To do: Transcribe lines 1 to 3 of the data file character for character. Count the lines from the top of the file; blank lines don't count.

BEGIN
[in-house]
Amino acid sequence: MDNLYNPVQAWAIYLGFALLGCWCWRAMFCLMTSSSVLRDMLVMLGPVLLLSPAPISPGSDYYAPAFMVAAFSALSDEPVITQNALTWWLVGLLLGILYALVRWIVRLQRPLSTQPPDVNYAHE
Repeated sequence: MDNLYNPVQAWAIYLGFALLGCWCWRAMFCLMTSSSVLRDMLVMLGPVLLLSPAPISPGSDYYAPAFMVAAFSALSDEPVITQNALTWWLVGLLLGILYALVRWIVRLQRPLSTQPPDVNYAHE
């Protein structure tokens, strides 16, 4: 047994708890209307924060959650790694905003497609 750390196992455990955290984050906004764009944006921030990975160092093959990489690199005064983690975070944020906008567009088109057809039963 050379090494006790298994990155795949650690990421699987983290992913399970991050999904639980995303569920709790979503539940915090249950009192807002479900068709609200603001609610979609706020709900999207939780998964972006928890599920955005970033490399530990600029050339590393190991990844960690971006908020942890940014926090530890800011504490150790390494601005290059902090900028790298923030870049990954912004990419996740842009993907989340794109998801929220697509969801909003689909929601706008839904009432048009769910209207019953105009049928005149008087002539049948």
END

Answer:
[in-house]
Amino acid sequence: MDNLYNPVQAWAIYLGFALLGCWCWRAMFCLMTSSSVLRDMLVMLGPVLLLSPAPISPGSDYYAPAFMVAAFSALSDEPVITQNALTWWLVGLLLGILYALVRWIVRLQRPLSTQPPDVNYAHE
Repeated sequence: MDNLYNPVQAWAIYLGFALLGCWCWRAMFCLMTSSSVLRDMLVMLGPVLLLSPAPISPGSDYYAPAFMVAAFSALSDEPVITQNALTWWLVGLLLGILYALVRWIVRLQRPLSTQPPDVNYAHE